I can't wait to see what they come up with during Writer's Workshop!

Monday, September 5, 2011

Beginning Reader's Workshop

In third grade, we kick off Reader's Workshop right away! I wanted to share a few of the lessons I have taught my students, as they are essential for building a strong classroom community of readers.

One of our first lessons was about keeping track of our thoughts while we read, since, after all, we should be thinking during reading. We charted the many things we could jot down on sticky notes while reading. My students came up with a bunch of great ideas, which I recorded on large paper for future reference:

I modeled for them how I jot down my thoughts, while doing a read aloud, and then students had the opportunity to jot down and share their own thoughts relating to the book. During independent reading, students had a stack of mini-sticky notes to make tracks in their books, as well. Here is a postcard I gave out to remind students what they should be doing while reading:

During the first week of school, I sent home an "assignment" requesting that students bring their very favorite book to school. Since we will be doing a lot of reading this year in third grade, why not get started with books that have already inspired us and have a special place in our hearts? One lesson last week included how to partner read. It is important for both partners to be able to see the book and read along while sharing. This helps to engage the student who is not reading aloud. I teach them a little poem, called EEKK! (not my original idea) to help them remember how to sit.
My students did an awesome job practicing EEKK! while they shared their favorite books last week.

 In a future lesson, coming soon, we will discuss the importance of being a reading coach to our partner when we read together. Both partners are then accountable for the reading.

We also created a great chart in which we created a very long list of what good readers do. All of the behaviors on our list support reading. For example, good readers get started right away, read the whole time,  keep track of their thoughts, stay focused, make good book choices, "real" read instead of "fake" read, and so much more. I was quite impressed with my students' responses!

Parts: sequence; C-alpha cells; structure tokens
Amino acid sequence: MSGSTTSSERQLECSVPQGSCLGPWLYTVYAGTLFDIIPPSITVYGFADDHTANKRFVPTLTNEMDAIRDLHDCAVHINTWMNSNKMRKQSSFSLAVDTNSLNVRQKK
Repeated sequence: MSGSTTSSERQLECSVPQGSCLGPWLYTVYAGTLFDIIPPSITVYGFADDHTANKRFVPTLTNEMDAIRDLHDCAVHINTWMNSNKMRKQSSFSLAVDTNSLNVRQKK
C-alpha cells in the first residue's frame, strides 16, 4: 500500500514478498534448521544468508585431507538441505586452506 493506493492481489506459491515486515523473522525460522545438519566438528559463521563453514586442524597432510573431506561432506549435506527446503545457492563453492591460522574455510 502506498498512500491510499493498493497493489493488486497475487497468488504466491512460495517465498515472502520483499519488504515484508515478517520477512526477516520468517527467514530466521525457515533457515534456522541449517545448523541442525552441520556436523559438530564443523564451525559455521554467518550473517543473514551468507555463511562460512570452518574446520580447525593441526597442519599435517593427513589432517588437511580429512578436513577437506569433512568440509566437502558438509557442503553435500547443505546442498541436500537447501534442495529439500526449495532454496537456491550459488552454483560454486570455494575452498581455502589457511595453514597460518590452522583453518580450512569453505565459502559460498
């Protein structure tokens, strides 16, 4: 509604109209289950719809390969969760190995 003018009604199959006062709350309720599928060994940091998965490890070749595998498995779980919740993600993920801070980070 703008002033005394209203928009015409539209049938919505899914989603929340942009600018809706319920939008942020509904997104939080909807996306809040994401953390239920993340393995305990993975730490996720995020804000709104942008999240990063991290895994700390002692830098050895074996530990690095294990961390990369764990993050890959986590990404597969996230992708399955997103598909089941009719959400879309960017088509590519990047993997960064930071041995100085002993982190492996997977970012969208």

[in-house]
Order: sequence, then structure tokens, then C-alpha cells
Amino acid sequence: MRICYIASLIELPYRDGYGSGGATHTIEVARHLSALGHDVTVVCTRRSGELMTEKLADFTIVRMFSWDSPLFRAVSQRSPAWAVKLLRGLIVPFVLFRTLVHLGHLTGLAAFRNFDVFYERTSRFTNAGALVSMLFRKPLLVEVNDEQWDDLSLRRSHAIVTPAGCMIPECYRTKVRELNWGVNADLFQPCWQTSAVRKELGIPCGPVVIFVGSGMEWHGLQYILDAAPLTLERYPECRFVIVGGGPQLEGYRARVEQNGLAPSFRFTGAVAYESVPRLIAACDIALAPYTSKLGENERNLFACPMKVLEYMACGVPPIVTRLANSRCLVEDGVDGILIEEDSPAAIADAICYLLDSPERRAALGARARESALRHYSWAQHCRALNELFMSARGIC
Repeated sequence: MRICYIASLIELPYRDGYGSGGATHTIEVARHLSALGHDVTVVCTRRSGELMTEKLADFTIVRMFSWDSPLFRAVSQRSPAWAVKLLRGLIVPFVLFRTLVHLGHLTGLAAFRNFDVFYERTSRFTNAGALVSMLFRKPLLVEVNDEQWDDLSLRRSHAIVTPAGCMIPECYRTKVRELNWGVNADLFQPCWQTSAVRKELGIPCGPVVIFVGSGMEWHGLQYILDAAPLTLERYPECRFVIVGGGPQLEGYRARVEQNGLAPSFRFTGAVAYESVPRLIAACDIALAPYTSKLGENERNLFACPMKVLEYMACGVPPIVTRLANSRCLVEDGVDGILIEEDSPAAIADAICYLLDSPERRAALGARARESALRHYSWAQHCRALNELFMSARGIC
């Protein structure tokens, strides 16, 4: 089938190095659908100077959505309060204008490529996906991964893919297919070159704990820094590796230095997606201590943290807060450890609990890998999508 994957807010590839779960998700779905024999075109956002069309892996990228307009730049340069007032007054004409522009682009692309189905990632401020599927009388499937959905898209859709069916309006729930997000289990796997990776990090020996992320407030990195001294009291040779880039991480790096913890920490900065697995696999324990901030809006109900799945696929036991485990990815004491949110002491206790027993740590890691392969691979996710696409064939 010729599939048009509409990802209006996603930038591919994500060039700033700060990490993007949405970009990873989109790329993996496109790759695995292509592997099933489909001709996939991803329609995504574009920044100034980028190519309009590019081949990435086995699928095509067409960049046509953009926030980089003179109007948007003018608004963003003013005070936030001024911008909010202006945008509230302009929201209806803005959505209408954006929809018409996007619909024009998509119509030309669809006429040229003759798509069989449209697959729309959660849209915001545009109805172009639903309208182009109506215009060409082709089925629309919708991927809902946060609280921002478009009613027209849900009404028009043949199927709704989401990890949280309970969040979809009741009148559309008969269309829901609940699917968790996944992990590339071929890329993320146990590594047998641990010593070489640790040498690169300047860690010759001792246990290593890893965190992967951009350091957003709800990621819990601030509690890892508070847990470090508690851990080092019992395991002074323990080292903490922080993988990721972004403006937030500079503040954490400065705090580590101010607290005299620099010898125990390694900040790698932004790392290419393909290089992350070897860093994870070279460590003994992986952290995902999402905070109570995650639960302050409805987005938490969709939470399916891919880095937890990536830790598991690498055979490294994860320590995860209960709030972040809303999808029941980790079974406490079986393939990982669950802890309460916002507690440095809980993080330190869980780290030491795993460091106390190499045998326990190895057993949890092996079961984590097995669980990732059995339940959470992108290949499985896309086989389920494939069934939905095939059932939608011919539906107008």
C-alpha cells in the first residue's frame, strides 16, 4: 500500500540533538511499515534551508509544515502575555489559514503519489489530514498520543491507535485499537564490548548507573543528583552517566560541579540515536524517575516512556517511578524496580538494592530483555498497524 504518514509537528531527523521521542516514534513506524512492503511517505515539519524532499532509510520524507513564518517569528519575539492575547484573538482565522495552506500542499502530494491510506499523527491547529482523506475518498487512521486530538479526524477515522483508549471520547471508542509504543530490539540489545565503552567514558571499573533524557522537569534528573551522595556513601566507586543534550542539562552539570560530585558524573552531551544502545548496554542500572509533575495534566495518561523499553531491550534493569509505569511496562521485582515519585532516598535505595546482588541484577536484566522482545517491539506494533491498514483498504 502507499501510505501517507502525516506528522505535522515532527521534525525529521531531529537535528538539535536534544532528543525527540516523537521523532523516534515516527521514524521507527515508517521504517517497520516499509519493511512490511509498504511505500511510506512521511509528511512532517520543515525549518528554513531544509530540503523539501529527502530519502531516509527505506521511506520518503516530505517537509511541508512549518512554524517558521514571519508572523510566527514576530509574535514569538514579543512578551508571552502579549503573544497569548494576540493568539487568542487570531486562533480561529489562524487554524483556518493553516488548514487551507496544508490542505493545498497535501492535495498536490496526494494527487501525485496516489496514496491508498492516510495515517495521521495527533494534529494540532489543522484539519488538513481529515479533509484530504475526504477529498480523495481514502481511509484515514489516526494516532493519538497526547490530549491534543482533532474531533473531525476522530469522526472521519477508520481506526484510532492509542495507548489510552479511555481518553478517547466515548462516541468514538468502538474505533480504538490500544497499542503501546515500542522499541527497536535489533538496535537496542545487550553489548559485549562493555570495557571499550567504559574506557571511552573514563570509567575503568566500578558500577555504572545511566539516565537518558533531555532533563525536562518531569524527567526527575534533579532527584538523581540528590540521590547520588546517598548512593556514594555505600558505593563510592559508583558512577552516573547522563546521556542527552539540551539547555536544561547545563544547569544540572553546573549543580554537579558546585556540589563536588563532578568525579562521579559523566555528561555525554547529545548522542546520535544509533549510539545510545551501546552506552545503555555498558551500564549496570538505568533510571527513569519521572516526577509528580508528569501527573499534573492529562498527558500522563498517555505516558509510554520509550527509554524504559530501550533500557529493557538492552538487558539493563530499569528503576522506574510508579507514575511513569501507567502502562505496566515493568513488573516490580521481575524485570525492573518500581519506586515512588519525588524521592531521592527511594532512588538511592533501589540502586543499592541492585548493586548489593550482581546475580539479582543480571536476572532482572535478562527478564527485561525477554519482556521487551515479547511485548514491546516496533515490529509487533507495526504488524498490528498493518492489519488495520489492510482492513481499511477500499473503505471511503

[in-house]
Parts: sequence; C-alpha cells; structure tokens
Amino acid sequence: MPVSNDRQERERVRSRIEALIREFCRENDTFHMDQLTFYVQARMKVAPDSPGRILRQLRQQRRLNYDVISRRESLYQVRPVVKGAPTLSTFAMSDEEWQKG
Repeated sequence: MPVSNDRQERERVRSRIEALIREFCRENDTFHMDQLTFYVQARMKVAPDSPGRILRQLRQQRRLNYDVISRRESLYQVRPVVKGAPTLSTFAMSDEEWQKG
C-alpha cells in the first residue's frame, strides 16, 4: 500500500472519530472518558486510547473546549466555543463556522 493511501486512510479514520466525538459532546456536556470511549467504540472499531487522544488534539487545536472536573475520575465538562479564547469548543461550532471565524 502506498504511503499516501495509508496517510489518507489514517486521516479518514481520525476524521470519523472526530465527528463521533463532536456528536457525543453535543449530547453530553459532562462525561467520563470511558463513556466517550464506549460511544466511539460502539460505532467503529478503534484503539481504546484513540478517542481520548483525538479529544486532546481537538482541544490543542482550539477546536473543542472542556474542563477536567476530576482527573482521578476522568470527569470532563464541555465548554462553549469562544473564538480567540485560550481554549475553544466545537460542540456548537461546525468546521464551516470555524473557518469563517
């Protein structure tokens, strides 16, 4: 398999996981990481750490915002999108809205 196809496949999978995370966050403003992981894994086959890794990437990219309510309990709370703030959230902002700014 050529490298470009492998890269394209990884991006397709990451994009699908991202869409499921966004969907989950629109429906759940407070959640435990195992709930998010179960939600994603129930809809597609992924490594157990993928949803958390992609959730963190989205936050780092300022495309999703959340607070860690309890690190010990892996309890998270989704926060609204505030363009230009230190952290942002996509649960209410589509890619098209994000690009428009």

During independent reading that day, we stopped about 15 minutes in to discuss how it was going. Was everyone in our class making good choices as readers? Without naming names, we talked about how sounds of beanbags, whispers of students reading near one another, or students' laughter (hey, the book was funny!) could be distractions for other students. We discussed how we could minimize those distractions in order to benefit best from independent reading. During the second half of our independent reading time, we noticed an improvement!

I am looking forward to a great year of Reader's Workshop with my third graders!

Saturday, September 3, 2011

Will You Take the 40 Book Challenge?

I love to read. Always have. I remember bringing a book with me everywhere I went when I was a kid. Of course, I don't seem to have as much time now that I'm an adult swamped with responsibilities, but I still make time to read for pleasure mostly every day. For the past couple of years, I have taken on the 50 Book Challenge, which is a group of people across the world whose goal it is to read 50 books within the year. Of course, you can set your own individual goals as well (read more non-fiction, only read books that are more than 200 pages, etc). For me, I don't include books I read to or with my students in my personal 50 Book Challenge. Nor do I include short books (under 100 pages) or rereads (I don't do much rereading anyway - I like new reading material!). However, I do include professional reading, as I do read many books related to teaching. As of today, I am on book #36, and I have no doubt that I will achieve my 50 book goal by the end of the 2011.

Now, on to the 40 Book Challenge, which I am planning to introduce to my students next week: The goal of the 40 Book Challenge for young readers is to get students to leave their reading comfort zone and explore new reading genres. Ultimately, I would love to see my students' love of reading flourish, as well as for students to make big academic gains in reading. Let's face it, the best way to become a better reader is to read VORACIOUSLY. And the 40 Book Challenge helps with this!

Although 40 books sounds like a lot, students will only have to average one book a week. This can be accomplished by reading during our independent reading time at school and spending at least 30 minutes reading daily at home. Some books, like shorter non-fiction books, can be read possibly in a day or two. Some books will obviously take longer to finish. By making the right books choices, I am confident that all students will be able to achieve the goal of reading 40 "just right" books in third grade this year.